Friday July 2, 2010
The 74 Club
Where do you go when there's nowhere you're allowed to be?
Craig Hill/Voice photos
Ron James (R) talks about what it's like to be homeless on Chilliwack's streets.
he homeless are sleeping everywhere from bushes to bank lobbies. At nights they aren't visible, they don't sleep in plain sight. But in the daytime when they surface they are seen and because they don't have place to live, they tend to sit in one place. To city bylaw enforcement staff and police officers, sometimes they overstay their visit.
Each day they're woken by a curt slap in the face from life. They crawl out from under the shrubbery and trudge over to the nearest liquor store. They all drink for differing reasons but the common denominator seems to be to dull the pain of losing their dignity.
It's the cheapest booze out there and packs a punch at 18% alcohol. It's called 74 Bright's Canadian Sherry and is the beverage of choice for a group of vagabond tipplers in Chilliwack who are affectionately dubbed "The 74 Club."
The stuff is rotgut, but at least it's not Ginseng Brandy (rice wine for cooking) which ate jagged holes in the social fabric of the Downtown Eastside before being banned in the early 90s. At the peak of it's popularity, corner stores could barely keep shelves stocked. It was cheap to buy but the price the community paid for it was dear.
When not out on emergency calls, ambulance drivers prowled the alleys of the DTES on the "bum run." The sirens started in the early morning as they picked up the remnants of people lying on sidewalks with their heads cracked wide open still clinging to bottles of ginseng brandy. Their prone faces, more like kneaded bread dough, barely distinguishable from years of falling down. No eyebrows, just a thick mass of scar tissue. Eventually, if the concoction they were drinking didn't kill them, then a drunken tumble would.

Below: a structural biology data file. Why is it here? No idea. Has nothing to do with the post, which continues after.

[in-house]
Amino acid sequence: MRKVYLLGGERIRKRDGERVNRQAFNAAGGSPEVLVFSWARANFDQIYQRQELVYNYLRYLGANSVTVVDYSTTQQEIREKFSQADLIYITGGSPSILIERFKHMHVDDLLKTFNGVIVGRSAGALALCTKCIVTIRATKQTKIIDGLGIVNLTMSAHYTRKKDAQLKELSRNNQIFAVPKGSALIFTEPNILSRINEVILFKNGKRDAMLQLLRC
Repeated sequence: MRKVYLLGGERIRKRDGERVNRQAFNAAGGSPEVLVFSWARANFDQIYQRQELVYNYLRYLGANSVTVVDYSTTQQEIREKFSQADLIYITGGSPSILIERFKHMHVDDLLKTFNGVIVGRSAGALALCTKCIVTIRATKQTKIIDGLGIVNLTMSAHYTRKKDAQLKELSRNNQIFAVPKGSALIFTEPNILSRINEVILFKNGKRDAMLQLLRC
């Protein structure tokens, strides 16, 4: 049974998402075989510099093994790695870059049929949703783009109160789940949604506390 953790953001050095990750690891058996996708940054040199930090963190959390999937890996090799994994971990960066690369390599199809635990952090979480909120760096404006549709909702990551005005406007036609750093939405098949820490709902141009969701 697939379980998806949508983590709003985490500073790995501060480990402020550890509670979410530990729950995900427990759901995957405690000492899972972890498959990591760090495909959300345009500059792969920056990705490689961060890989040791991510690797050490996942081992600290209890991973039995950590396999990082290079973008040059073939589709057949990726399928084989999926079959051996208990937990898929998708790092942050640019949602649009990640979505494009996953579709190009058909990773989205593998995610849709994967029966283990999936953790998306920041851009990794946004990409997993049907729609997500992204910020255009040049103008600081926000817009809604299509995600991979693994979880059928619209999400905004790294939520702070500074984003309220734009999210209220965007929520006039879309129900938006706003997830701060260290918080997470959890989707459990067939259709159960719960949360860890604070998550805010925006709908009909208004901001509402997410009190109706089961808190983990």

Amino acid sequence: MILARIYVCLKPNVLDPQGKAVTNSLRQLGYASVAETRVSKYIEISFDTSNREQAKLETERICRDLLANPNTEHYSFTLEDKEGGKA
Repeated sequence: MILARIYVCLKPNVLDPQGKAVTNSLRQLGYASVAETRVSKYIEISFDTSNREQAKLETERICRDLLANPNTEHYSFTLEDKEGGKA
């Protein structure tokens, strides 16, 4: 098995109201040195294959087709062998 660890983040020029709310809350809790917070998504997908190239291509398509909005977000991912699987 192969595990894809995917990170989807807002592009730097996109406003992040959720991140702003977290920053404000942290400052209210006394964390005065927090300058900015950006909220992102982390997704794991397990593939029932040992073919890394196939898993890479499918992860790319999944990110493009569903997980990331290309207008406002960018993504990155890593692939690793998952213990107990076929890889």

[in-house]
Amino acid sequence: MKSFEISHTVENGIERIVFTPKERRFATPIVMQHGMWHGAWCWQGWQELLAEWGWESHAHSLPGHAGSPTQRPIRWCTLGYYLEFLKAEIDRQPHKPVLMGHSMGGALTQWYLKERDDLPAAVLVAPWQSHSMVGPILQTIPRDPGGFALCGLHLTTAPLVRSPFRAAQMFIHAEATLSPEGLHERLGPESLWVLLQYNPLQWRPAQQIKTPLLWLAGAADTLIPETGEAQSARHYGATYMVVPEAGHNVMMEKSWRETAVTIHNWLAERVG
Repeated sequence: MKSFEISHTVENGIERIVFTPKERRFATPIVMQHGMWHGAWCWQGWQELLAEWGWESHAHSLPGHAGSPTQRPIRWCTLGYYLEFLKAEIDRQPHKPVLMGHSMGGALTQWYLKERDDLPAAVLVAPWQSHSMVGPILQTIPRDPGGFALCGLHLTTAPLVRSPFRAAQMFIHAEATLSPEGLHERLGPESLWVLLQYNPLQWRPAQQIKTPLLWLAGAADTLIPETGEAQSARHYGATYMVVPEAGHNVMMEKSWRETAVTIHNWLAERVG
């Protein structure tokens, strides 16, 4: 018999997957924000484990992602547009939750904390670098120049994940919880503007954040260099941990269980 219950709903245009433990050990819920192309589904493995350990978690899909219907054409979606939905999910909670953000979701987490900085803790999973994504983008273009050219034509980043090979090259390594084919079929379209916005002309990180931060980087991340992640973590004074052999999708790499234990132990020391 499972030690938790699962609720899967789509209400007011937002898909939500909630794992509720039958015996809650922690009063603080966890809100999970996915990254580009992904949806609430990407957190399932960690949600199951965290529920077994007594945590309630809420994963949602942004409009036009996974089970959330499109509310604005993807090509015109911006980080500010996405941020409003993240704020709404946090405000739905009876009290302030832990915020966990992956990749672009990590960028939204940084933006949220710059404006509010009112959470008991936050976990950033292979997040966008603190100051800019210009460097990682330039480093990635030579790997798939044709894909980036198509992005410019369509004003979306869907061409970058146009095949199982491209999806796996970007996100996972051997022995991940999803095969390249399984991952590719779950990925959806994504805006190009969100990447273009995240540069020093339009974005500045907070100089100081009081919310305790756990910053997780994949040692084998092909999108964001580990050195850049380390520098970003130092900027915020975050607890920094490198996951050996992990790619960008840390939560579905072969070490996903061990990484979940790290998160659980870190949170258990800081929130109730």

James and Gordon look after each other on the street.
It's mid-morning in Chilliwack and Main Street is quiet. Two figures sit silhouetted on a sidewalk bench across from the museum. They discretely pass a bottle and one takes a quick slug, replaces the cap, and tucks it back under his jacket.
Ron James, 46, and Jack Gordon, 64, are part of a group who are perennial fixtures along Main Street at or around the old Telephone building, or on the benches nearby. For them it's a four-mile walk to get a bottle of sherry. Sometimes they stop for a drink before crossing under the Charles St. pedestrian tunnel.
Its cold out still but the shakes they have are from an addiction to alcohol not the weather. They try to drink the $7 sherry early in the morning before the police pour the bottles out at about 11am or 12 noon.